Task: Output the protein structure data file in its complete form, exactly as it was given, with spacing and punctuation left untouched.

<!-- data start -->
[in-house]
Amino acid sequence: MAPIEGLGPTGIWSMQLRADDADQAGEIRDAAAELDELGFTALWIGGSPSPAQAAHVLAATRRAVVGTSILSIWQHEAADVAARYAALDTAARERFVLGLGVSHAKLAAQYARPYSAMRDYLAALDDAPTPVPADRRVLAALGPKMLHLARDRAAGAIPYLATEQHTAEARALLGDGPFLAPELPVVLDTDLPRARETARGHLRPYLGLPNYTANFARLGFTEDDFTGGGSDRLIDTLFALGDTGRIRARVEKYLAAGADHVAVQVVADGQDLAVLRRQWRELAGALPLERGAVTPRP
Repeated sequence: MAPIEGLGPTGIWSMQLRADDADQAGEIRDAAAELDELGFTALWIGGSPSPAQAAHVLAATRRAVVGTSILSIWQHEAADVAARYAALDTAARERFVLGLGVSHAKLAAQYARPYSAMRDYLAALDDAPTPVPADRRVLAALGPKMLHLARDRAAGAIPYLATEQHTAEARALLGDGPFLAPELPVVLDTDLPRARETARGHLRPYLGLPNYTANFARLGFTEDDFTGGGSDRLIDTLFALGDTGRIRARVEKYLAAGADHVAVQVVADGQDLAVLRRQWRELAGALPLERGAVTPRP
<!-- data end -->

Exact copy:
[in-house]
Amino acid sequence: MAPIEGLGPTGIWSMQLRADDADQAGEIRDAAAELDELGFTALWIGGSPSPAQAAHVLAATRRAVVGTSILSIWQHEAADVAARYAALDTAARERFVLGLGVSHAKLAAQYARPYSAMRDYLAALDDAPTPVPADRRVLAALGPKMLHLARDRAAGAIPYLATEQHTAEARALLGDGPFLAPELPVVLDTDLPRARETARGHLRPYLGLPNYTANFARLGFTEDDFTGGGSDRLIDTLFALGDTGRIRARVEKYLAAGADHVAVQVVADGQDLAVLRRQWRELAGALPLERGAVTPRP
Repeated sequence: MAPIEGLGPTGIWSMQLRADDADQAGEIRDAAAELDELGFTALWIGGSPSPAQAAHVLAATRRAVVGTSILSIWQHEAADVAARYAALDTAARERFVLGLGVSHAKLAAQYARPYSAMRDYLAALDDAPTPVPADRRVLAALGPKMLHLARDRAAGAIPYLATEQHTAEARALLGDGPFLAPELPVVLDTDLPRARETARGHLRPYLGLPNYTANFARLGFTEDDFTGGGSDRLIDTLFALGDTGRIRARVEKYLAAGADHVAVQVVADGQDLAVLRRQWRELAGALPLERGAVTPRP